A man who kept the body of a chef in his flat for five days after a fatal chemsex encounter has been jailed for six years.
Tesco Express worker Neil Cuckson, 32, went to work as normal while Hiran Chauhan, 24, lay dead, Manchester Crown Court heard.
The pair had discussed drugs on dating app Grindr before taking GHB and crystal meth at Cuckson's home.
Cuckson, from Salford, admitted a number of offences.
The court heard he awoke on 3 July to find Mr Chauhan dead.
Rather than alert authorities, he kept the body in his flat and purchased a Suzuki Swift, a wheelbarrow and a pitchfork.
Five days later, Cuckson was caught on CCTV struggling to lift the body into the boot of the car, before dragging Mr Chauhan's body across the road to nearby woodland.
Three passers-by found Mr Chauhan's remains the next day.
When police went to Cuckson's flat they noticed a "pungent smell" and arrested him on suspicion of murder.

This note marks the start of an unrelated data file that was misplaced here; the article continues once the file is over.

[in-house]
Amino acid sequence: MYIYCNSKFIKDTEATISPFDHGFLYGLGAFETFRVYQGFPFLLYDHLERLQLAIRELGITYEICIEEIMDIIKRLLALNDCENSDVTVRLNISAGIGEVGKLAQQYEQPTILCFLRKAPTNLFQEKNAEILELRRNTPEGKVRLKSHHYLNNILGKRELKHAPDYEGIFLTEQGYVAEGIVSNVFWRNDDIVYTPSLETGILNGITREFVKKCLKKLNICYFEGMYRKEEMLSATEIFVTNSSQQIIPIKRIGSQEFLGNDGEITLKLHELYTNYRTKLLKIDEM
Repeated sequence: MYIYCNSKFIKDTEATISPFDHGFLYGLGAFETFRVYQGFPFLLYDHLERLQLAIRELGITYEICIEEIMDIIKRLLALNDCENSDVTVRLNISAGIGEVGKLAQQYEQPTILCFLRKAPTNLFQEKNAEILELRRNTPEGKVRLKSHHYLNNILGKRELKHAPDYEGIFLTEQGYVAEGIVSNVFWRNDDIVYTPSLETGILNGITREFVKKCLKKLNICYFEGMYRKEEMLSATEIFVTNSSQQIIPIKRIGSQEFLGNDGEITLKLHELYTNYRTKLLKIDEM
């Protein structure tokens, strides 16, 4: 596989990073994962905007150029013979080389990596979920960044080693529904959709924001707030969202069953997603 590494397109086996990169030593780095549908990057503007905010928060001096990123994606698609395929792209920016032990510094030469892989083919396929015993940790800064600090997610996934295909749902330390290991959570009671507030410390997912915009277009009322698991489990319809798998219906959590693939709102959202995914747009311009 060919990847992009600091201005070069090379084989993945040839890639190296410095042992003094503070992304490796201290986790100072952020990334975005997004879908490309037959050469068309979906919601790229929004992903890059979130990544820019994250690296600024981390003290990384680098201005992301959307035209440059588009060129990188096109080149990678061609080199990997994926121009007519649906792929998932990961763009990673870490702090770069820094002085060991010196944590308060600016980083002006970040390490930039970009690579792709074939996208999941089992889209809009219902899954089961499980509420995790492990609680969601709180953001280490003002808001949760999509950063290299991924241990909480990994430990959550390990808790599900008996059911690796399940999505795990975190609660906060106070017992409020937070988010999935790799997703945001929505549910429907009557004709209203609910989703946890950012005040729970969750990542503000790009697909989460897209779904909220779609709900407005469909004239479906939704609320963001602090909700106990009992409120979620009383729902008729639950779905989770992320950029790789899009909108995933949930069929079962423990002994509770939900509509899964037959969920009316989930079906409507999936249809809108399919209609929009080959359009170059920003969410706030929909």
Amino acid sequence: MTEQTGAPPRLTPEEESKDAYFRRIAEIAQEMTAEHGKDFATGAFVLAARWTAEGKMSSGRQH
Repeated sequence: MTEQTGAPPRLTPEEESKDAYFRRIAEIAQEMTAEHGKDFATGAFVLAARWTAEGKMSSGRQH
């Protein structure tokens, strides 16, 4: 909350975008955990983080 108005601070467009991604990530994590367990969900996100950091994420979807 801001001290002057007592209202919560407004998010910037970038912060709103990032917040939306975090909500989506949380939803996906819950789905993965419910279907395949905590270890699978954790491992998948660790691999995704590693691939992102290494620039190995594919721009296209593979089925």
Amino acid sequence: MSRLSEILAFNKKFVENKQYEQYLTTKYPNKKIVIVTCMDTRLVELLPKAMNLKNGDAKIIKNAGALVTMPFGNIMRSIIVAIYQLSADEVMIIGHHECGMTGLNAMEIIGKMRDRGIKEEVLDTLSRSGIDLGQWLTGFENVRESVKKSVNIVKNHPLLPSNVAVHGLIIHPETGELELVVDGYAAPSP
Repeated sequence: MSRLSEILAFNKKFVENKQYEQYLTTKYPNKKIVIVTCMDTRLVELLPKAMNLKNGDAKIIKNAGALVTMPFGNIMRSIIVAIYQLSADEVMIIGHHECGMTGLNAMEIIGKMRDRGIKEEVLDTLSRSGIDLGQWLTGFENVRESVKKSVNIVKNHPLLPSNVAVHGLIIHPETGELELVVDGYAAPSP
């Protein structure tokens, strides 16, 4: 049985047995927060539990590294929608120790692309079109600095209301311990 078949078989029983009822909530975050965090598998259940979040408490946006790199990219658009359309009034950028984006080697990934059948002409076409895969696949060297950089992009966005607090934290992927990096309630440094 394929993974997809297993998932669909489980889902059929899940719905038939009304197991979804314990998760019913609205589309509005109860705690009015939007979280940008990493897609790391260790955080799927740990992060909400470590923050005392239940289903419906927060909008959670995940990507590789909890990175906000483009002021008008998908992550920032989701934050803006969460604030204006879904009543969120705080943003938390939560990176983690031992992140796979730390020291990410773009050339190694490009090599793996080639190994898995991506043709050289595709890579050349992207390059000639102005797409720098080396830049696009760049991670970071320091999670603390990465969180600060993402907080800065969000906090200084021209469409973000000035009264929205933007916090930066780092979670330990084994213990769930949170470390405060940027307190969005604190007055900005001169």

On the way to a police station, the court heard he told officers: "He overdosed that's what happened, I didn't kill him."
Michael Lavery, prosecuting, said Cuckson told police he was "panicking and that he was trying to cover up what had happened".
In a statement read to the court, Mr Chauhan's sister Gemma said there was a chance he could have been saved had Cuckson phoned an ambulance.
She added: "What kind of individual thinks it's normal to sleep next to a body for six days, wrap him up, buy a car to hide a body, drag a body across a road and dump a body in a field?"
Judge Alan Conrad QC told the defendant that concealing the death and hiding the body "made it impossible for experts to obtain the results which they usually can in the case of a suspicious death".
He said Cuckson had "embarked on an elaborate plan" to dispose of Mr Chauhan's body "to save your own skin".
Michael James, defending, said Cuckson "can never apologise enough to the family" and "does show some real remorse".
Cuckson admitted supplying drugs, administering a noxious substance, preventing lawful burial and perverting the course of justice.